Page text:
Tuesday, November 25, 2014

Ebola in Zambia

Ebola does scare Zambians tremendously.  Although some Zambians claim it couldn't spread throughout Zambia due to certain climatic conditions – I think this is based more on national pride than actual science or even public health theory – it is a particularly common topic of discussion.  About once or twice per year there are reports of Ebola popping up in Congo, our neighbor to the North, and I have a hard time believing the climate between Congo and Zambia could be that different, so I'm not sure I feel reassured with that logic.

As mentioned, Ebola isn’t found here now, but that doesn’t mean there aren’t ties to the disease within Zambia.  Three interesting stories about Ebola:

1) It was suggested to me this past weekend that when the 2013 movie World War Z was released last summer it was released by the Western world, specifically the United States, as a warning to the rest of the world that we had developed something in our labs – something deadly – that we were going to openly release.  That something was Ebola and World War Z was the warning we chose to send and the guide provided for world to follow.

Naturally I'm left to assume that Brad Pitt was in on the whole thing.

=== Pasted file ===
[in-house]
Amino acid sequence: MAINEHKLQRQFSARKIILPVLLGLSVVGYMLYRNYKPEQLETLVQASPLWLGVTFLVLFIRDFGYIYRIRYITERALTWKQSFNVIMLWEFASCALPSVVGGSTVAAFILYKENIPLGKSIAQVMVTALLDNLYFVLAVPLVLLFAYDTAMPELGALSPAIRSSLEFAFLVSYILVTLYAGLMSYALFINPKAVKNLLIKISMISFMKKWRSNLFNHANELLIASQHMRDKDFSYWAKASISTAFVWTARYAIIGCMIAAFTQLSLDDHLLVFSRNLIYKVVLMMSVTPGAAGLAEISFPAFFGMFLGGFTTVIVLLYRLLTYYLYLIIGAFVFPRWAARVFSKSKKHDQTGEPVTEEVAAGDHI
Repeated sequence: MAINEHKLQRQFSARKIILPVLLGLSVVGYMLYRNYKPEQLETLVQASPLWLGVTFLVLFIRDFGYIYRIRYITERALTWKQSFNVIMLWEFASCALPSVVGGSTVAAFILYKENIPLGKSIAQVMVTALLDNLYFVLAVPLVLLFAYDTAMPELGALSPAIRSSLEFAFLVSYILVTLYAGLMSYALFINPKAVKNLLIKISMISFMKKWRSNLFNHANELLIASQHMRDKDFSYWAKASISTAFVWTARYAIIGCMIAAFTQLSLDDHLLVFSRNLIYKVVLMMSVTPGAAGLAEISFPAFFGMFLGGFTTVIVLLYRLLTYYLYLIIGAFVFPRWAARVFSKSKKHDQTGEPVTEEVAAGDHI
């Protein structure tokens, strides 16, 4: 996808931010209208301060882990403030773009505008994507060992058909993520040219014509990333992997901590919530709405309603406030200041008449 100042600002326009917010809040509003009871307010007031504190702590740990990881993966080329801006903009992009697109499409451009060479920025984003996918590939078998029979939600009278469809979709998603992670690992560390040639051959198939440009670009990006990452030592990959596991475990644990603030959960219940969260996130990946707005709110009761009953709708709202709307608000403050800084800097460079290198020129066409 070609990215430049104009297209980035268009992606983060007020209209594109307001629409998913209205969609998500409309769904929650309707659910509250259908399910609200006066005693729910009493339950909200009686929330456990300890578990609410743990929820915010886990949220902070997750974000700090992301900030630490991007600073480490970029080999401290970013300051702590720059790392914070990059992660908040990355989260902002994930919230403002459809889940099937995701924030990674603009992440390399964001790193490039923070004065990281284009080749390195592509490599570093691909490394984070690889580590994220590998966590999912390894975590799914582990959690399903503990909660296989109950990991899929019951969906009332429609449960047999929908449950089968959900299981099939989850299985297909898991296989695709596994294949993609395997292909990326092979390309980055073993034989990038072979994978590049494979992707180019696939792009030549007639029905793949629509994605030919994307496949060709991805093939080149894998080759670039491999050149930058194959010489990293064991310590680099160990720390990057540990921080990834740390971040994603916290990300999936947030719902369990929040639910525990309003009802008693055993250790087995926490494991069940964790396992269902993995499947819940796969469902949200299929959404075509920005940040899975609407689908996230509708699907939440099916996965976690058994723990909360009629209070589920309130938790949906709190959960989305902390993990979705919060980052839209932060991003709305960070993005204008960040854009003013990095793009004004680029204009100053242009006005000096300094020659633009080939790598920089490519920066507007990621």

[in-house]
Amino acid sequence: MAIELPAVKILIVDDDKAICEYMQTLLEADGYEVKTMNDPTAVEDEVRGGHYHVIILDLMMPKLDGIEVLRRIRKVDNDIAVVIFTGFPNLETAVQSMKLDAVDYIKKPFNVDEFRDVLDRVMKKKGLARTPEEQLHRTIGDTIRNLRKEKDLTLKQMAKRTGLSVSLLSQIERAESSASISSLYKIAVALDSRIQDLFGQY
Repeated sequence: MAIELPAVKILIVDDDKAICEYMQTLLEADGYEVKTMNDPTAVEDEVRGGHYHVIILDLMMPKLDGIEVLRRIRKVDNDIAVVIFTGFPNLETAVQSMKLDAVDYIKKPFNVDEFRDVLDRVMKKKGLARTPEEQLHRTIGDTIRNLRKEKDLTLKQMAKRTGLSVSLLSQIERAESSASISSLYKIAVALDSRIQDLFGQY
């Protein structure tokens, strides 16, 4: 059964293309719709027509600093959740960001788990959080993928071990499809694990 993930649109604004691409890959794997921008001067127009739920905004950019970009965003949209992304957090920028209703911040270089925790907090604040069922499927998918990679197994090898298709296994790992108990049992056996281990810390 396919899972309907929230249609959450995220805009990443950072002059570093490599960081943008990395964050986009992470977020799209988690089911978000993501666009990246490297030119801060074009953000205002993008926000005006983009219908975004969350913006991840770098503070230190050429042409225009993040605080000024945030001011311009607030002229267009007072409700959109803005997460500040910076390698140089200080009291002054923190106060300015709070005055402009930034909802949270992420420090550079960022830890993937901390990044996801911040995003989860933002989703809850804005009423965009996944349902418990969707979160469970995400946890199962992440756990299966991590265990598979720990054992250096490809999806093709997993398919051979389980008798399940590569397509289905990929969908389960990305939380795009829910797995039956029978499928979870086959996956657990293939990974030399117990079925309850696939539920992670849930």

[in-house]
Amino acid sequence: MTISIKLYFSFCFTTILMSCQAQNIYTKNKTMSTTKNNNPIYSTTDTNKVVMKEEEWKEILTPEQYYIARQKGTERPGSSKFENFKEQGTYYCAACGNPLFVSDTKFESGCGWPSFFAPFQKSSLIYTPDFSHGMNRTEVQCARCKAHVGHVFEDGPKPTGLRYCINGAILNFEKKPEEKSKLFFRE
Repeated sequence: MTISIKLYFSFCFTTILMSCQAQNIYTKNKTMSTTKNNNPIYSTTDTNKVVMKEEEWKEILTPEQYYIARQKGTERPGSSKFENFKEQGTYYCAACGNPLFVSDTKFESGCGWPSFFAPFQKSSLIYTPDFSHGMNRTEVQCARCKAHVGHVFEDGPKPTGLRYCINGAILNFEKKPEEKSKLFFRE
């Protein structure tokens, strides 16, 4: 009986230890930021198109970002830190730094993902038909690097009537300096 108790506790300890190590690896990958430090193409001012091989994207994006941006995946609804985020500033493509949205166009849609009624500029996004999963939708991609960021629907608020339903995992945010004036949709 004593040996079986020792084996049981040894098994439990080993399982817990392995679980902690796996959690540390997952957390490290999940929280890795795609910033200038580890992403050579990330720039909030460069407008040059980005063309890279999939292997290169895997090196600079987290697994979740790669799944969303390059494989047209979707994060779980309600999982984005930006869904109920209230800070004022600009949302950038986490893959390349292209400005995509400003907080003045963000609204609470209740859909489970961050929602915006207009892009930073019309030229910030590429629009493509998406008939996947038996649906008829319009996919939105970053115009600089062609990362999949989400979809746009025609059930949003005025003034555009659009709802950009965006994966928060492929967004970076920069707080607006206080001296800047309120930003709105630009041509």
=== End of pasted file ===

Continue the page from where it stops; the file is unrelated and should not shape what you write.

2) My job has a technical boss in Washington DC, and we used to talk about once per week or so just to bounce ideas back and forth and so on; however, since the outbreak I've received just one 2-line email message from him saying - in summary - "Sorry, I haven't talked to you in a while.  Ebola is killing us now."  About 95% of his job is being split between DC and Liberia.  So, even though my job is in no relation tied to Ebola, it's still being affected.  In addition, a lot of the foreign aid for public health things that would go towards HIV, malaria, or other illnesses is being funneled to West Africa.  It's truly a global issue now, isn't it?

3) My job’s focus deals with strengthening the resiliency of rural community members to respond to future natural disasters.  Some of this strengthening is done by the community members themselves via action plan creation (coming up with action plans to follow in the case of a drought, flood, etc.), and recently one of the groups said they were going to address the Ebola concerns of their community by creating an action plan focused entirely on preventing the spread of Ebola throughout their community.

Posters like this can be found all over Zambia.  Knowledge is power, eh?  Some of the pictures seem a little too suggestive - but that's just my opinion.